As a conductor, Mozart is where opera starts. Without wanting to be unfair to Monteverdi, Handel, or Gluck, Mozart took this most ravishing of art forms and turbo charged it in a way that no composer had done before.
Before Mozart, opera relied on two main devices to tell the story: arias (or songs) where the characters would sing about one particular emotion for several minutes, and the more speech-like, sparsely-accompanied recitatives, where most of the action and plot took place. Once the young Wolfgang Amadeus burst on to the scene suddenly we have arias and ensembles (duets, trios, quartets etc.) where the music pops, fizzles, explodes, swoons, and weeps while at the same time the plot drives inexorably onwards.
An object lesson in these musically alive action scenes can be seen in the Trio from Act One of The Marriage of Figaro. We feel the Count’s visceral anger bubble up in orchestral outbursts at the thought of his Countess being in Cherubino’s amorous crosshairs; Susanna’s breathlessness is made three-dimensional in the way
her vocal line descends and is interrupted by her gasps for air; meanwhile Basilio’s insidiousness is conjured up through snide string figures rounded off by officio full stops after each line as if he’s sticking his conniving fingers in everyone’s proverbial pie.
Mozart’s music embodies incongruities and ambiguities that somehow combine to create the sublime. Despite his proclivity for scatological humour, Mozart’s music somehow transcends this to plumb the depths of the human experience. Listen out for both of the Countess’s arias, moments of truth and beauty examining love and its loss. The orchestra spins gossamer lines imbued with longing while the clarinet (a novel addition to the woodwind section in orchestras of the time) nostalgically soars above.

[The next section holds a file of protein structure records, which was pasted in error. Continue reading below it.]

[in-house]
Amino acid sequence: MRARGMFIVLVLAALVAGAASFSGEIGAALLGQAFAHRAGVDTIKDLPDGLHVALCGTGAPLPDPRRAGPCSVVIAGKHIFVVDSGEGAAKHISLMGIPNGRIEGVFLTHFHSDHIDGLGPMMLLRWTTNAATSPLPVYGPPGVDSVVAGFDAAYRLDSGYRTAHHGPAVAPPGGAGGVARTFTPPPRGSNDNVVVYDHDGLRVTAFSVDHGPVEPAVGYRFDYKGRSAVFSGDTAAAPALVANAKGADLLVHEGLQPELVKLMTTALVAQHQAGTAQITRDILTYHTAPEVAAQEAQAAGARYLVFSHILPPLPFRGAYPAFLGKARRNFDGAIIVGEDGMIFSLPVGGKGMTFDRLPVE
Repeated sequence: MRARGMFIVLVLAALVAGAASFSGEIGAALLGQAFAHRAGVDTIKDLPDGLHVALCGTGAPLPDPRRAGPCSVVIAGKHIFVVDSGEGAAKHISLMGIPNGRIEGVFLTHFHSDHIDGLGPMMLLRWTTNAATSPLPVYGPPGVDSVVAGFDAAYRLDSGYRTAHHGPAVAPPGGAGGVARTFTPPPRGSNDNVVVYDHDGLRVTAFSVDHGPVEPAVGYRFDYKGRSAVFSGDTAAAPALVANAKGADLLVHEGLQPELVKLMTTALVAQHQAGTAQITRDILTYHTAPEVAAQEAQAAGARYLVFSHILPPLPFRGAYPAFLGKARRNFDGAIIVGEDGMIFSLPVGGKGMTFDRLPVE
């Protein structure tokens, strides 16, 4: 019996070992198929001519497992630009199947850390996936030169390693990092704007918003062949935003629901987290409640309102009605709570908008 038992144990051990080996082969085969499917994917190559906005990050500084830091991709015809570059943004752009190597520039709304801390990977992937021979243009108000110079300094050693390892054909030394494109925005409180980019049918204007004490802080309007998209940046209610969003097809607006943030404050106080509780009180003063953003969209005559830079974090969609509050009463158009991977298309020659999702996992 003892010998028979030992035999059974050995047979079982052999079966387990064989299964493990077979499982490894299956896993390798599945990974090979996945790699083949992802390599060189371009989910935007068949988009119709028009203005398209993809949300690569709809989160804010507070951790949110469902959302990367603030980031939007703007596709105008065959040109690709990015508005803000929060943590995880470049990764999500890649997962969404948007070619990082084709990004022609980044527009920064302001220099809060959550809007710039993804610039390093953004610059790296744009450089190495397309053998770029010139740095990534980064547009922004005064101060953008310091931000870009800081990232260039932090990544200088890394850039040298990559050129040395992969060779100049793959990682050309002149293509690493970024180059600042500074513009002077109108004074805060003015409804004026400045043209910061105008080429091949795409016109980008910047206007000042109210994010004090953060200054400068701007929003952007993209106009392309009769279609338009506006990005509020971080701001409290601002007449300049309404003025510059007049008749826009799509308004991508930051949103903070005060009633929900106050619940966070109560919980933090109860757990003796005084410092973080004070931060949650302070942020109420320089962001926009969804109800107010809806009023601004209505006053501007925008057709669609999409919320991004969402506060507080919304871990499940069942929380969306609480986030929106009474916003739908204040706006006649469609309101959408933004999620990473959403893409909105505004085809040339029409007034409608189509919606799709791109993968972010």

Sublimity gives way to wit and humour in the masterfully-crafted finale to Act Two. What begins as a trio between Count, Countess and Susanna transforms almost imperceptibly into a quartet (with the addition of Figaro), to a quintet (when the irate gardener, Antonio enters to pick a fight over his carnations). The tension ramps up when Marcellina, Basilio, and Bartolo barge in to make a septet and a manically bombastic send-off before interval. The virtuosity Mozart demands from the singers is similarly reflected in the orchestra, pushing the string players in particularly to the limits, with smoke coming from their fingerboards.
Speaking of smoking fingerboards, the entire evening kicks off with one of the most famous overtures in all of music. The great British conductor, Sir Thomas Beecham, quipped that he timed his morning eggs to the four minute-odd Figaro overture (I confess that I also may have used it for similar purposes). These four minutes are certainly bursting with bustling intrigue and irrepressible energy. At one point in my career I attributed this musical sweep to the character of Figaro himself. However, over time it struck me that this overture embodied not Figaro but his cunning, beautiful, charming, resourceful fiancée, Susanna. From the show’s very beginning Susanna is front and centre, reading the rest of men like a book and, ultimately, saving the day.
The opera’s constant shifts in mood, this incessant succession of events is portrayed with striking musical accuracy by Mozart at every turn. It is a great privilege and challenge for the conductor to navigate this myriad of emotions and to encourage this spirit of expressivity from the stage and from the pit. But the potential is there to be unlocked: Mozart’s notes are all on the page waiting to be brought to life with love and immediacy.